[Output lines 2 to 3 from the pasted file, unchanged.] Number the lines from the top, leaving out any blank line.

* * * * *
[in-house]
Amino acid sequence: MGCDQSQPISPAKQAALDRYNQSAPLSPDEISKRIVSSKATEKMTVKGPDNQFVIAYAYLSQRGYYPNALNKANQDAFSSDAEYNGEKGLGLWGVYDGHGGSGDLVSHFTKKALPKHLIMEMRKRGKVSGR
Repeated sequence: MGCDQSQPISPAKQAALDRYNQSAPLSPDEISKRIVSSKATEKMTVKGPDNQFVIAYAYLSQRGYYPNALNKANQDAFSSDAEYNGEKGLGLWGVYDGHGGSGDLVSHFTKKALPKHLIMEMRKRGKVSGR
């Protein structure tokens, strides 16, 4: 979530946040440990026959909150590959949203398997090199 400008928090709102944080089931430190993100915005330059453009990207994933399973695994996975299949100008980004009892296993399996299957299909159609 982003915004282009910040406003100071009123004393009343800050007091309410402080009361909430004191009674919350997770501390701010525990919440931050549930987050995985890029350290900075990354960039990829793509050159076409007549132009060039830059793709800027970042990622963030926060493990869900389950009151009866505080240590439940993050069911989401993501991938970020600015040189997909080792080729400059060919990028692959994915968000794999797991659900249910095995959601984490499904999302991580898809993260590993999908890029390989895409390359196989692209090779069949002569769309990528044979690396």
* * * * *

Amino acid sequence: MGCDQSQPISPAKQAALDRYNQSAPLSPDEISKRIVSSKATEKMTVKGPDNQFVIAYAYLSQRGYYPNALNKANQDAFSSDAEYNGEKGLGLWGVYDGHGGSGDLVSHFTKKALPKHLIMEMRKRGKVSGR
Repeated sequence: MGCDQSQPISPAKQAALDRYNQSAPLSPDEISKRIVSSKATEKMTVKGPDNQFVIAYAYLSQRGYYPNALNKANQDAFSSDAEYNGEKGLGLWGVYDGHGGSGDLVSHFTKKALPKHLIMEMRKRGKVSGR